Saturday, 25 March 2017

War Baby ......... stories by Eddy Newport no 25 ....

Another in the series by Eddy Newport taken from his book, History of a War Baby.

Edie and Ted
What was I doing when all this was going, well I getting myself ready to make an entry into a war-torn world of uncertainty and confusion? Edie was expecting her first child.

Later, Hitler’s  planes started bombing London and things became very unhealthy indeed. Ted had by now moved with his regiment to Yorkshire so the army could get ready for the expected invasion of England.

Summer 1940 turned to autumn and then winter, and by this time the bombs were dropping on London in a greater intensity.

The evacuation of children and expectant mothers was underway. Grandmother Sara and her son Jim stayed in London as he was doing important factory work for the war effort.

It was decided to send Edie to Yorkshire for her confinement and to be closer to Ted.

It was November 1940. Edie 21 years old, and on her own travelled to Doncaster, hopefully, to meet Ted who would deliver her to a house in Rossington to stay with a friend’s dad he had made since he had been posted there. Ted in the meantime was out with the army on a training excise and he ask his C.O. if he could get away to meet his wife.

Unfortunately, he could not get permission, and poor Edie just had to wait at Doncaster station for over three hours before she was picked up.  She, at last, got to her destination and Ted got a telling off from the host family for not letting them know that he was unable to pick her up, as they could have made some arrangements of their own.

Eddy aged 1
On the 15th December 1940, a London boy was born a Yorkshire lad at 60 Holmes Carr Road New Rossington in the parish of Bawtry and Tickhill. I have no memory of this place. I did go back and had a look at the house many years later.

 Rossington is a mining village and just about everybody who lived there worked at the mine. Outside the village stands a beautiful church St Michaels. There I was christened Edward James Newport. Edie had a traumatic time with me. I would not stop crying and drove everybody mad. I was told I was nearly smothered to shut me up.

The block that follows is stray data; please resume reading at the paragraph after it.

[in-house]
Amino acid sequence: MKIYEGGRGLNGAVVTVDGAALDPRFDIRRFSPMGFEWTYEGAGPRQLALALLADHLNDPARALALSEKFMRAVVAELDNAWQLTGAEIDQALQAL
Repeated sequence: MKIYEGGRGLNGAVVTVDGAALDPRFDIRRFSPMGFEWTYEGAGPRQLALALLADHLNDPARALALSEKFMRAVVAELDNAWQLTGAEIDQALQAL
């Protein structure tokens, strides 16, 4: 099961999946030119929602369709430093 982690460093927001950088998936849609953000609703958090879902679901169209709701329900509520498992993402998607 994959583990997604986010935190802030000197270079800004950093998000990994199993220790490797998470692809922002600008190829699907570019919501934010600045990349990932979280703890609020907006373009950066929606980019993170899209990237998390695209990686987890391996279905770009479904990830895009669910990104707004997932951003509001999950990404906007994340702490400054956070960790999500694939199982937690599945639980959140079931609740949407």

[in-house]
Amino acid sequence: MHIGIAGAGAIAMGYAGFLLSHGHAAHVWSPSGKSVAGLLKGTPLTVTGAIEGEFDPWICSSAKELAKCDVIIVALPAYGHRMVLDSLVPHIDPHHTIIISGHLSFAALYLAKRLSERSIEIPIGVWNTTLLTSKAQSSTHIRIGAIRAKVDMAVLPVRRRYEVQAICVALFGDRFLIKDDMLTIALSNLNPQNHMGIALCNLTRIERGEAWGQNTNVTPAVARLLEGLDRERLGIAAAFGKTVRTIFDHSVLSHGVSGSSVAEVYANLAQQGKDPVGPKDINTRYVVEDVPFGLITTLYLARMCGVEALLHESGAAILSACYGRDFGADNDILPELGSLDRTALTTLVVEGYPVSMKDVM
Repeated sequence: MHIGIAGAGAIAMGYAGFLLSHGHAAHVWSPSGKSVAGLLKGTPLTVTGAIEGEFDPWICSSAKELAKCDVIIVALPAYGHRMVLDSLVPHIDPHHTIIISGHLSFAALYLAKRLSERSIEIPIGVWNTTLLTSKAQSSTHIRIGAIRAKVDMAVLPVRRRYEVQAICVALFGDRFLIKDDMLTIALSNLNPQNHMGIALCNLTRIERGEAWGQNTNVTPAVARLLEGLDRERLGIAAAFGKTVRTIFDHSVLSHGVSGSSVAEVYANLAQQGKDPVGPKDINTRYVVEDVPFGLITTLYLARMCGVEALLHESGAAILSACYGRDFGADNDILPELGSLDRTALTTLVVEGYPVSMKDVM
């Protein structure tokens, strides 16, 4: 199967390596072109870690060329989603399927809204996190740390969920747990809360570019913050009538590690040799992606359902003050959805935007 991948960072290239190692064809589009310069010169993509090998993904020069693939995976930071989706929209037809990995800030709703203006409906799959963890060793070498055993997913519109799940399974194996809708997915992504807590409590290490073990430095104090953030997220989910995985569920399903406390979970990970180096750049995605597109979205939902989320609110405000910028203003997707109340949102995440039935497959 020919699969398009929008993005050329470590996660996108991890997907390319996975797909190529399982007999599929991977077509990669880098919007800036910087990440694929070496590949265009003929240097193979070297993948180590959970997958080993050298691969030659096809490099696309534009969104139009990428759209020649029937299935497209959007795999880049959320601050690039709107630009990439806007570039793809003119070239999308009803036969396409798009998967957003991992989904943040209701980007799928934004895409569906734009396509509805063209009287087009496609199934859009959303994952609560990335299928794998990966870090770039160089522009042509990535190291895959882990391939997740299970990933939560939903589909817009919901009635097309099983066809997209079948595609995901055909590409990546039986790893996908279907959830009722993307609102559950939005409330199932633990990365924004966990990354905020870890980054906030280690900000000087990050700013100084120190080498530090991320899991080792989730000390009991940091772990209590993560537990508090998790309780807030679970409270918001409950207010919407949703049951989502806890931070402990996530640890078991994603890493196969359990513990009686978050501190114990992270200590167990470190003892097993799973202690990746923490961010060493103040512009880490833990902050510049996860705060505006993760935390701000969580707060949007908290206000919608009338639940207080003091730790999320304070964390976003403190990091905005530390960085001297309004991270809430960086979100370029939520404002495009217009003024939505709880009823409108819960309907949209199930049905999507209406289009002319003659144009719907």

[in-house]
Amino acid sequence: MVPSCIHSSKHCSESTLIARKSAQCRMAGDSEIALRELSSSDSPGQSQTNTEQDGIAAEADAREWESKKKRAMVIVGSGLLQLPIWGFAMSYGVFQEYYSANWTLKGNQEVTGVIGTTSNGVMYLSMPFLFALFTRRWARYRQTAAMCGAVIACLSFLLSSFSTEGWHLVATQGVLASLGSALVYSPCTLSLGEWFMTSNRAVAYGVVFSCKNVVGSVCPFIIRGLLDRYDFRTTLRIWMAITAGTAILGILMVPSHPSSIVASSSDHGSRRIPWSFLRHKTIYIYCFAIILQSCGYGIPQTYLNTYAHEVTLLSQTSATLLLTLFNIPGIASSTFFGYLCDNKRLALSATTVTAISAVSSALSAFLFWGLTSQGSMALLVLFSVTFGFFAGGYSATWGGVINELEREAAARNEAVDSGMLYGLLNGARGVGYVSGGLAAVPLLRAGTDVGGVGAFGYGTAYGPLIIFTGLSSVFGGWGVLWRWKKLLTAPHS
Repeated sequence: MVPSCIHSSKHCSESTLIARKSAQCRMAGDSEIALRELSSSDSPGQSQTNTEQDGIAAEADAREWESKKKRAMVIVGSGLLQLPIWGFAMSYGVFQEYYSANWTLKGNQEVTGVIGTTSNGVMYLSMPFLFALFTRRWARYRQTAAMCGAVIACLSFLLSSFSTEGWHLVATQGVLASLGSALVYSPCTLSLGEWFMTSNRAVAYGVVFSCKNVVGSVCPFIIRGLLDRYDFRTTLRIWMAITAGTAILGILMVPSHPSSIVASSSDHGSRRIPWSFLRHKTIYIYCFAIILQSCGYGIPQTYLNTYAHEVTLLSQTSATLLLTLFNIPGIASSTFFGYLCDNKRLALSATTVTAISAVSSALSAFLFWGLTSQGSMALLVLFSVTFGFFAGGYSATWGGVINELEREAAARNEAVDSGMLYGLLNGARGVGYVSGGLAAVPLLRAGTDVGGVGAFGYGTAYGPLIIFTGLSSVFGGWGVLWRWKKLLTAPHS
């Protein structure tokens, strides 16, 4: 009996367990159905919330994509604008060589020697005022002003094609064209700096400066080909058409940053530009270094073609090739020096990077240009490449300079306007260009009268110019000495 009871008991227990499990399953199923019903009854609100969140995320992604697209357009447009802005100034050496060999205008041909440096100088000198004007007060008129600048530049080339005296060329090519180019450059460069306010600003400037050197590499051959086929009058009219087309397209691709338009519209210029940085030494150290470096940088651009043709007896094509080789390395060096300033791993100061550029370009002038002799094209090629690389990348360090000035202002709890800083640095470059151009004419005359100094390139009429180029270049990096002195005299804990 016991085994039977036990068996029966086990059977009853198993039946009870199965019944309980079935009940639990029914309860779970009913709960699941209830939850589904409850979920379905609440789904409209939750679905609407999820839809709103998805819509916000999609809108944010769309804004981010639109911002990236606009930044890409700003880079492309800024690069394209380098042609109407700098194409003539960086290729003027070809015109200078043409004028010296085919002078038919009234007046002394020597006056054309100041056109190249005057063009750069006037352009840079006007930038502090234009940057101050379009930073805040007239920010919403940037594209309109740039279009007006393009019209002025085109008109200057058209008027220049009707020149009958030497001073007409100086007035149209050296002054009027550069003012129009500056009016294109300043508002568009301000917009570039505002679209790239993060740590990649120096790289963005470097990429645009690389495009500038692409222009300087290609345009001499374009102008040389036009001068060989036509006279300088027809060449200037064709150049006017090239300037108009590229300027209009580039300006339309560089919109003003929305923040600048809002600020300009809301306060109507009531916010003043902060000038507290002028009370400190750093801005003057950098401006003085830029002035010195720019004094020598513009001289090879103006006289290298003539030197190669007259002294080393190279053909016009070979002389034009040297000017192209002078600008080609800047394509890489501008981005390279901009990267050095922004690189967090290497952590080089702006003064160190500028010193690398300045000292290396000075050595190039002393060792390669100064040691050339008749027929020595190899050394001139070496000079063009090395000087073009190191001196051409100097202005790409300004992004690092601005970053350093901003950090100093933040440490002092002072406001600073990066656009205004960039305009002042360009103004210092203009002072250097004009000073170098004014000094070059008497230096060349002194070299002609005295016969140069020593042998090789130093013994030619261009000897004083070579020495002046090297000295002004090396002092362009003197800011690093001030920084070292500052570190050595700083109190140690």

Edie was in a strange house with people she did not know. She had never been away from her mum and brother in all her life before and with a new baby.

It’s no wonder she was in a stressful state. The baby was reflecting his mother stress. However the bombing subsided in London and Sara was missing her daughter and grandson and wanted them to come back to London.

Eddie at 16
It worked out fine as dad was posted to Dartford and they found a maisonette in Burnham Close Dartford and moved there.  Dad was stationed there with access to his married quarters.

 Edie and Ted made friends with a man called Sid Goff and he had a son and daughter Wally and Celia.

Celia would push me around in my pram.

Wally was 14 and lodged with Ted and Edie until he was 16 then he went into the merchant navy.

The sergeant’s mess in Dartford had many social occasions and at times, he would get on the piano and play for the evening.

One night a soldier came over and said he could play the saxophone and he sent him home on leave to get it.

Also, a drummer and trumpet player joined the embryo band.  Very soon they were booked to play at functions making music for dances. I asked dad if he was earning any money doing this he said they did it for fun; and free drinks.

Ted, as I have said before was never a reader of music and his limitations were felt by the band in reading arrangements and introducing new tunes.

Then one night after new recruits arrived. A private said to Ted could he have a go at the piano. Ted said, “If you can play it better than me you can have the job”.

It turned out that the private was a professional musician and played with a named London big band.  The relief from the rest of the other musicians must have been fantastic. From then on Ted just fronted the band singing songs announcing the dances and managing the bookings. His star performances of “Old Farther Thames” and “The Fishermen of England” were a hit.

© Eddy Newport 2017

Pictures; from the collection of Eddy Newport

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